I can remember, after graduating from the “Bunny Slope” (a glorified bump), being very intimidated when I started riding the J-bar up the steep lift line. I also remember, quite vividly, soon after, falling off that J-bar and having a pile of people deposited on top of me before the lift attendant noticed and stopped the lift. Good times.
This is me (below) on the j-bar, wearing a Native American Indian outfit, for the annual ski costume parade contest.
There were only a few trails, a couple of jumps, plus one unofficial trail that went off deep into the woods, out to the water tower and eventually back onto the trail.
Fifty plus years later, as I write this, my memories of skiing there are crystal clear. The smell of the smoky, welcoming fire blazing in the big stone fireplace in the warming hut, where I’d thaw out various frozen body parts. This was, after all, back in the days before gore-tex and thinsulate. We had leather ski boots, that got wet, woolen mittens, that got wet, along with normal pants, that got wet, and cold. Did that ever stop us? Nope, not for a moment. Wow, I sound like someone who walked a hundred miles to school, uphill, both ways! Ha! Anyway, that fire was something to cherish, as was the hot chocolate they sold there.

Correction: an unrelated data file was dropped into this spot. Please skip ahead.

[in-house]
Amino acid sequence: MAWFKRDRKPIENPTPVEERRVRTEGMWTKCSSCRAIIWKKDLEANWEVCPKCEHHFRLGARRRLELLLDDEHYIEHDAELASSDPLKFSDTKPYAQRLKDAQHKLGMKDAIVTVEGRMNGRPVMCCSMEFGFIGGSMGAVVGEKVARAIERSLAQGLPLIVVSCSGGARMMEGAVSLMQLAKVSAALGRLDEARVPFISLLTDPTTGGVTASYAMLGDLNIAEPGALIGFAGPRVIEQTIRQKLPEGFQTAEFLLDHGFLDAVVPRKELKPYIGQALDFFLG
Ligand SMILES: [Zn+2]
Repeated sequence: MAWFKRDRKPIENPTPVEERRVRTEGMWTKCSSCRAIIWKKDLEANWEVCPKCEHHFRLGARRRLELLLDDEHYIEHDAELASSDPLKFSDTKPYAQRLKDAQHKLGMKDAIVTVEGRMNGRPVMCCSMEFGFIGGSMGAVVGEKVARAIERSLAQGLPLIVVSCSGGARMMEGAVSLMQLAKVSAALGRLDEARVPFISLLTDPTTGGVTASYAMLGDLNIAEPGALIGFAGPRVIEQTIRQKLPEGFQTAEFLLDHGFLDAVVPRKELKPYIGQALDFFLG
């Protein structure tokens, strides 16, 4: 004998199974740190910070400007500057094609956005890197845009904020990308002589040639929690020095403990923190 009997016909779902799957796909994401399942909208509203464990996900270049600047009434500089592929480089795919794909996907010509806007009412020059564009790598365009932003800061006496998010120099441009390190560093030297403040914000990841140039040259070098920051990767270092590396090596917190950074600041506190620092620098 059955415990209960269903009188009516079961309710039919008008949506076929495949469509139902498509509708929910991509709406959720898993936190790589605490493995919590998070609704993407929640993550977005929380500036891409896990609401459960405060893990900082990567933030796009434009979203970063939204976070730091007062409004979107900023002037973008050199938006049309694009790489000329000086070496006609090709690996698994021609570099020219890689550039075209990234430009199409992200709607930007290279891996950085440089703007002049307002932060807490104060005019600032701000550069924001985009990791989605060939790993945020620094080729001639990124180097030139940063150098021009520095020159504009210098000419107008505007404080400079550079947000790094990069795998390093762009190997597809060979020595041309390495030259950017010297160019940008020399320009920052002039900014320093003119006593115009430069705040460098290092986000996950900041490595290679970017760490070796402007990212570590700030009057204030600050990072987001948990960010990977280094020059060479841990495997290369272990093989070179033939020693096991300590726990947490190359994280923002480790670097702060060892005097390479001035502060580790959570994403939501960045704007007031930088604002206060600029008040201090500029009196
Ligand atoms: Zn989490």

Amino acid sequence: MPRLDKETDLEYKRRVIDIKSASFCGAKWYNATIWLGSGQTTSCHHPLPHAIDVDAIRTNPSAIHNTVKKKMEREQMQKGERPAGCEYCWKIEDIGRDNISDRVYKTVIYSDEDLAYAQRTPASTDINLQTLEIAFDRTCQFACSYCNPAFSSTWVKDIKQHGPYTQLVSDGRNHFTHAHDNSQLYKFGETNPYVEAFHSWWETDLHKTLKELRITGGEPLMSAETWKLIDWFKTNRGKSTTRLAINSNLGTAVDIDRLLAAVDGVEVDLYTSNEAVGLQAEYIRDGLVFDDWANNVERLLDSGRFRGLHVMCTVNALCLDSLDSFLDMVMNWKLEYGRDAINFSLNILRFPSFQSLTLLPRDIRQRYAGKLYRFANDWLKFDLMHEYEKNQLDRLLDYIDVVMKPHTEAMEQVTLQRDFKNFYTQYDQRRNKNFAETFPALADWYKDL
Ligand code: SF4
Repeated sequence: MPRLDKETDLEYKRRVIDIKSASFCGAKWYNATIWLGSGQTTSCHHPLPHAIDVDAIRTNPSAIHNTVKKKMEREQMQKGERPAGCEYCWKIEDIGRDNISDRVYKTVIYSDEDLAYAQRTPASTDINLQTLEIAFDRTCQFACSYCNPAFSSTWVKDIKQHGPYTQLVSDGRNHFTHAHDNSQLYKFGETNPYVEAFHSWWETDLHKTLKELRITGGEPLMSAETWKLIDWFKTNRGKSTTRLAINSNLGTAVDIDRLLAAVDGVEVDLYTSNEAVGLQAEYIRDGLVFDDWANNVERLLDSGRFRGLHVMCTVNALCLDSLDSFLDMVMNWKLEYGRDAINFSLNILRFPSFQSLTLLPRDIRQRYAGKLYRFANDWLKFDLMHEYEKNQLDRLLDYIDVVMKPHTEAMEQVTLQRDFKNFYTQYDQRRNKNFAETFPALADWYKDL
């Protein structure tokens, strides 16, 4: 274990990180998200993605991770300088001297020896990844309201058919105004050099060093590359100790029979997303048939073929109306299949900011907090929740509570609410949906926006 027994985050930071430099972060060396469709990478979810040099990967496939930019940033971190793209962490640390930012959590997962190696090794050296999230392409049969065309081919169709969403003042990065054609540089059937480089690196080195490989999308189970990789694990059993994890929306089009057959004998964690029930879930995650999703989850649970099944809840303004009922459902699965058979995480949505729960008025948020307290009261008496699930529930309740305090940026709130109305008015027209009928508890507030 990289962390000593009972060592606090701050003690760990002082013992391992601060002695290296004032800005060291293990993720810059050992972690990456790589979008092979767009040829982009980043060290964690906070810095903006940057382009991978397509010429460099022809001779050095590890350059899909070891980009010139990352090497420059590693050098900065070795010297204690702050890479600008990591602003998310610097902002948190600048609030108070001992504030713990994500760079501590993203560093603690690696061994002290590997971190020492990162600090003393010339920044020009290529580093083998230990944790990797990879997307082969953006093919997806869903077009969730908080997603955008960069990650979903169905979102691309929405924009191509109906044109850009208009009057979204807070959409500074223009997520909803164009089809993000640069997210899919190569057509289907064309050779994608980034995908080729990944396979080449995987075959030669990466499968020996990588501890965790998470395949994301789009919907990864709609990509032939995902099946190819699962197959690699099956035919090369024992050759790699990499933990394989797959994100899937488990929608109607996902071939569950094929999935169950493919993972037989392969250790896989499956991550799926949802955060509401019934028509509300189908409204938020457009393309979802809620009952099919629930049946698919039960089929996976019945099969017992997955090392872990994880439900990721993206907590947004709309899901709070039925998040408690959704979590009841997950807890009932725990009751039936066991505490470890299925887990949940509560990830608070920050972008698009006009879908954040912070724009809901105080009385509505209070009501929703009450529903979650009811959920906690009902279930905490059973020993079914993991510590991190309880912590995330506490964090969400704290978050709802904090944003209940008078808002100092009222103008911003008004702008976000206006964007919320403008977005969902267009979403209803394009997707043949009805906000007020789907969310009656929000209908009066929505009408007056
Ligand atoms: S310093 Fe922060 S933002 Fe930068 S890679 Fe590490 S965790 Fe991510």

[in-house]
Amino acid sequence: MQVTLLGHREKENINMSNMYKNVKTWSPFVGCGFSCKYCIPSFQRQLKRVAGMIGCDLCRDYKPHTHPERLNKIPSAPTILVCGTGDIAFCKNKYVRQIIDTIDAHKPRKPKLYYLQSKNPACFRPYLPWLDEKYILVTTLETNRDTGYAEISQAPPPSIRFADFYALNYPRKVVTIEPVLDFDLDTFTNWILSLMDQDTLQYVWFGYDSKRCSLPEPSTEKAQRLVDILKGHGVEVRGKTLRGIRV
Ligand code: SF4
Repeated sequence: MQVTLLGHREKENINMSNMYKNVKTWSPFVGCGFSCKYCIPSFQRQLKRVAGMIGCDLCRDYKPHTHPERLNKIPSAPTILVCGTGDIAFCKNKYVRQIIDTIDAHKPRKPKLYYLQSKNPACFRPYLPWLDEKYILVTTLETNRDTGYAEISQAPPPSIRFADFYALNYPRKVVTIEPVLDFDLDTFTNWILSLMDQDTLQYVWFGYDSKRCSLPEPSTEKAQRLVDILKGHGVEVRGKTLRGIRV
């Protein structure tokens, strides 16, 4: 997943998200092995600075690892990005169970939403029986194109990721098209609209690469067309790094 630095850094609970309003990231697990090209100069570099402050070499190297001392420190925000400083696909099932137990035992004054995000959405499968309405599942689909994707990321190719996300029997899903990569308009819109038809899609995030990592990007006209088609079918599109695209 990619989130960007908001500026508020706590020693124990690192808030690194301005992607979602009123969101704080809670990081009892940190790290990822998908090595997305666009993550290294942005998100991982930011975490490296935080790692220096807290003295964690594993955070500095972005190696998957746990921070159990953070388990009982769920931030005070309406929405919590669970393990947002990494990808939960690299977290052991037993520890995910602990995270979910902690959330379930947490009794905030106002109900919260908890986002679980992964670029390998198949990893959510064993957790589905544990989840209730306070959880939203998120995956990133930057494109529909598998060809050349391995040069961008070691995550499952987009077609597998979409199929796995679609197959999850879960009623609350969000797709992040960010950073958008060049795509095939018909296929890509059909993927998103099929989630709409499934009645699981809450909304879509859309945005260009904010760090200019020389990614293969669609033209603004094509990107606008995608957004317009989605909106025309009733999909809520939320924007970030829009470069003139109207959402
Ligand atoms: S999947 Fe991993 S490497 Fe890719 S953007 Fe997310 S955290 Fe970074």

I also remember, having my skis at my elementary school and going directly from school to the ski area, which was close by, skiing until dark.
I have fond memories of my mom and dad crafting me outfits for the annual costume contest at the ski area. One year, I kid you not, my dad fashioned an A-Frame ski chalet out of wood and, maybe, cardboard. I looked like a steep roofed, golden painted, ski chalet with arms and legs (with ski boots and skis attached) sticking out, my face peeking from the balcony.